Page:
South Buxton Cemetery Association President Richard “Sandy” Atkinson identifies the monument where legend says locals stashed their liquor during Prohibition. Robert Lowell / American Journal

The tale of a tombstone

Legend has it that some enterprising scofflaws during Prohibition days a century ago happened upon a safe hiding place to stash their alcoholic beverages where the York County sheriffs wouldn’t likely find it.

The thirsty community culprits removed a panel on a tombstone in the South Buxton Cemetery behind the Tory Hill Church and secreted their bootleg booze inside a hollow. Who would know?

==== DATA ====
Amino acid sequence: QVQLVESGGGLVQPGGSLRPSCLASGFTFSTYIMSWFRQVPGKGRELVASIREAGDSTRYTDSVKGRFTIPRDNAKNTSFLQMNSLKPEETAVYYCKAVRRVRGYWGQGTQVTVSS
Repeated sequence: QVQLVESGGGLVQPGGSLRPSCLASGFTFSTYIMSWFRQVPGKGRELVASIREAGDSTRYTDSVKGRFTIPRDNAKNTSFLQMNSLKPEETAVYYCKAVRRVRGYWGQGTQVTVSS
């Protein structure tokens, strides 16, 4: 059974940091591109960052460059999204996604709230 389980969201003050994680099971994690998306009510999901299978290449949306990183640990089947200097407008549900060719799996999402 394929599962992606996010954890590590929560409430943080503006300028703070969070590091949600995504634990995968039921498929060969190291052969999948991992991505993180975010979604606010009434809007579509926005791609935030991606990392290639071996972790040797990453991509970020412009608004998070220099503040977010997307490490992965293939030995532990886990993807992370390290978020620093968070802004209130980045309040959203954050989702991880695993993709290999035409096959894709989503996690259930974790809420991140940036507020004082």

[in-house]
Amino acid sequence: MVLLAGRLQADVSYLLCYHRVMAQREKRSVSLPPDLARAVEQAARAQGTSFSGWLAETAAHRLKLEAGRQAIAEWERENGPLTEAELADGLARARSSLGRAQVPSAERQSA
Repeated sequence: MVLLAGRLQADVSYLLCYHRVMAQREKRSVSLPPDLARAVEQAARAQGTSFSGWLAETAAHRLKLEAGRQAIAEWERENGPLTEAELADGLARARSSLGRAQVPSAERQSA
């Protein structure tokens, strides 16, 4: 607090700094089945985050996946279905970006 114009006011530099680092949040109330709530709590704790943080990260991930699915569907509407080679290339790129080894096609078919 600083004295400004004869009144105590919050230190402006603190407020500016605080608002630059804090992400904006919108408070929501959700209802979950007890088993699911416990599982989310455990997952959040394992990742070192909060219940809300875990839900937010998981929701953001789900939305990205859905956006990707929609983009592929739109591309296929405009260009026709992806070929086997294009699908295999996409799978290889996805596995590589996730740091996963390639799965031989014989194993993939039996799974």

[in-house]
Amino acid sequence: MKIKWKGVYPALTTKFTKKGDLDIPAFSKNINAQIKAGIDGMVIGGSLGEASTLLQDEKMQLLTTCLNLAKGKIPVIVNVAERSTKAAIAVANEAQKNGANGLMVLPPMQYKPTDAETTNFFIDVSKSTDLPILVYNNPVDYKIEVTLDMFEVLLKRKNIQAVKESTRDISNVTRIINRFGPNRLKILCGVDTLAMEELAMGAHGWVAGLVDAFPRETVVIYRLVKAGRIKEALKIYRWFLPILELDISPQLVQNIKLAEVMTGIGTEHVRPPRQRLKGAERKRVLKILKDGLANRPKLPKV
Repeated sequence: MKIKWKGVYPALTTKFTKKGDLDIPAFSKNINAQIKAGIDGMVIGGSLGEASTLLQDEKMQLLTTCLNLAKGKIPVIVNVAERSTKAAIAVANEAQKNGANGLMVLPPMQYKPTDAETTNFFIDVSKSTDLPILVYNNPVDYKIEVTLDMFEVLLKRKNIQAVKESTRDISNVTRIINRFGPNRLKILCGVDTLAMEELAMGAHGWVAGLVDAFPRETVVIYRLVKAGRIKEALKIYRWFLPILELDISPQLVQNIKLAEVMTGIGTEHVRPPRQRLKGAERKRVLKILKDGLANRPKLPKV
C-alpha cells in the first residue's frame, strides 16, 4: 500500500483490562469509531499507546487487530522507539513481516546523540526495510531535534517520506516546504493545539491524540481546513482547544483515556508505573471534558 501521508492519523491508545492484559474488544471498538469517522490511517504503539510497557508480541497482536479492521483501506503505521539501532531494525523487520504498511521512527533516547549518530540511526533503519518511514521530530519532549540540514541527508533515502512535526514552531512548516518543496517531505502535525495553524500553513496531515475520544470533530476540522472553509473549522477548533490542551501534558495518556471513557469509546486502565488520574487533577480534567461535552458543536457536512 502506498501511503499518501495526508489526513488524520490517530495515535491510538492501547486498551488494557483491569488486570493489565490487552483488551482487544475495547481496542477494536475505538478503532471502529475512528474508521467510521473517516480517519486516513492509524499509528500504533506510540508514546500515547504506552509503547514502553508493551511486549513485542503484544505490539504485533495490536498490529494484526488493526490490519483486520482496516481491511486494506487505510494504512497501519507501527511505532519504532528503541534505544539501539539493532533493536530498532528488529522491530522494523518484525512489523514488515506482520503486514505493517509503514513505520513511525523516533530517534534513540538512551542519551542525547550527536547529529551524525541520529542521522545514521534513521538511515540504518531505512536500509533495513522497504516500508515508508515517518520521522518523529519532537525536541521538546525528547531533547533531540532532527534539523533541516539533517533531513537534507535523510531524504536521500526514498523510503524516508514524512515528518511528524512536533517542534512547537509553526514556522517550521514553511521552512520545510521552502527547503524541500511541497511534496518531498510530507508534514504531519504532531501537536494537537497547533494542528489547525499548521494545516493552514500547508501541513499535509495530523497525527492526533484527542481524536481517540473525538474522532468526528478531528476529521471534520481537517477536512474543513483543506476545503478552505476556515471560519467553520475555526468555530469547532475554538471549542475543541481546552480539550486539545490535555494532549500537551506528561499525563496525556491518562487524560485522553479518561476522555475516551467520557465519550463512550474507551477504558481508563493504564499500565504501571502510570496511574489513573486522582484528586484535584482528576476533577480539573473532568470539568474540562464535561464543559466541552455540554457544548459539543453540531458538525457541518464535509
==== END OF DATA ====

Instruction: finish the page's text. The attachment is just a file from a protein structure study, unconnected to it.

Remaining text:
There’s no word or evidence whether they were ever found out or whether any drink was stolen, but the story hasn’t dried up.

The passed-down hearsay has it the tombstone was that of John Fellows, who died in 1903 at the age of 57. His epitaph reads, “Gone but not forgotten.”

A nationwide prohibition of the production, transportation and sale of alcoholic beverages began in 1920 and ended in 1933 when the law was repealed.

Special town meeting Jan. 3

A special town meeting will take place at 7 p.m. Wednesday, Jan. 3, at Town Hall to reconcile various financial accounts totaling $288,793.47 and to authorize spending up to $70,000 to buy a police cruiser.

It will replace the budgeted “capital purchase of a cruiser” in the 2024-2025 budget.

Comments are not available on this story.